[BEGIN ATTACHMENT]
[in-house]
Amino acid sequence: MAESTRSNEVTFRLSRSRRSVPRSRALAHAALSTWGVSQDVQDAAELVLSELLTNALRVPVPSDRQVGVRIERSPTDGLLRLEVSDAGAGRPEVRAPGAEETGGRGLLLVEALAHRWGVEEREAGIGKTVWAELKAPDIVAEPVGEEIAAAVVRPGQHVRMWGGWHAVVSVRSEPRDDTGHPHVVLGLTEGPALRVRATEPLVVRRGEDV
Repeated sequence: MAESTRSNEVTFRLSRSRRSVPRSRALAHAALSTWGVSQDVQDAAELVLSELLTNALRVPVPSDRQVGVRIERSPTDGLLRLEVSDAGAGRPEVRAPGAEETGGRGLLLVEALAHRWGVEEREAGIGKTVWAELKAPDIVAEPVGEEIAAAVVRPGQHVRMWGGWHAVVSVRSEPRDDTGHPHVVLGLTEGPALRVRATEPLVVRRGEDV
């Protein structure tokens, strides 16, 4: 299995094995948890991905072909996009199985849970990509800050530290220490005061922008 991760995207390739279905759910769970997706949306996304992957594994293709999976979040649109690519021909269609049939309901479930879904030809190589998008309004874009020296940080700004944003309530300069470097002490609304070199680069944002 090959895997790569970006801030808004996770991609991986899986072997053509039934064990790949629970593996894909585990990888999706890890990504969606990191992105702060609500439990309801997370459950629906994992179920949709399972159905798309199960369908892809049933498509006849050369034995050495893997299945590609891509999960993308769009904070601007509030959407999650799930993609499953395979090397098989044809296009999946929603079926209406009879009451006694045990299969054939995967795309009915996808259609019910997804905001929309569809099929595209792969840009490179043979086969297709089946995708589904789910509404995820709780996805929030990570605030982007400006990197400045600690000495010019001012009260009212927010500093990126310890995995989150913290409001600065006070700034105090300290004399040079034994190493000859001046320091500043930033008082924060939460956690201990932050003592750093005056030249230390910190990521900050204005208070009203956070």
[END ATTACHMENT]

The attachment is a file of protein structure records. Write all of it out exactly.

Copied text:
[in-house]
Amino acid sequence: MAESTRSNEVTFRLSRSRRSVPRSRALAHAALSTWGVSQDVQDAAELVLSELLTNALRVPVPSDRQVGVRIERSPTDGLLRLEVSDAGAGRPEVRAPGAEETGGRGLLLVEALAHRWGVEEREAGIGKTVWAELKAPDIVAEPVGEEIAAAVVRPGQHVRMWGGWHAVVSVRSEPRDDTGHPHVVLGLTEGPALRVRATEPLVVRRGEDV
Repeated sequence: MAESTRSNEVTFRLSRSRRSVPRSRALAHAALSTWGVSQDVQDAAELVLSELLTNALRVPVPSDRQVGVRIERSPTDGLLRLEVSDAGAGRPEVRAPGAEETGGRGLLLVEALAHRWGVEEREAGIGKTVWAELKAPDIVAEPVGEEIAAAVVRPGQHVRMWGGWHAVVSVRSEPRDDTGHPHVVLGLTEGPALRVRATEPLVVRRGEDV
């Protein structure tokens, strides 16, 4: 299995094995948890991905072909996009199985849970990509800050530290220490005061922008 991760995207390739279905759910769970997706949306996304992957594994293709999976979040649109690519021909269609049939309901479930879904030809190589998008309004874009020296940080700004944003309530300069470097002490609304070199680069944002 090959895997790569970006801030808004996770991609991986899986072997053509039934064990790949629970593996894909585990990888999706890890990504969606990191992105702060609500439990309801997370459950629906994992179920949709399972159905798309199960369908892809049933498509006849050369034995050495893997299945590609891509999960993308769009904070601007509030959407999650799930993609499953395979090397098989044809296009999946929603079926209406009879009451006694045990299969054939995967795309009915996808259609019910997804905001929309569809099929595209792969840009490179043979086969297709089946995708589904789910509404995820709780996805929030990570605030982007400006990197400045600690000495010019001012009260009212927010500093990126310890995995989150913290409001600065006070700034105090300290004399040079034994190493000859001046320091500043930033008082924060939460956690201990932050003592750093005056030249230390910190990521900050204005208070009203956070």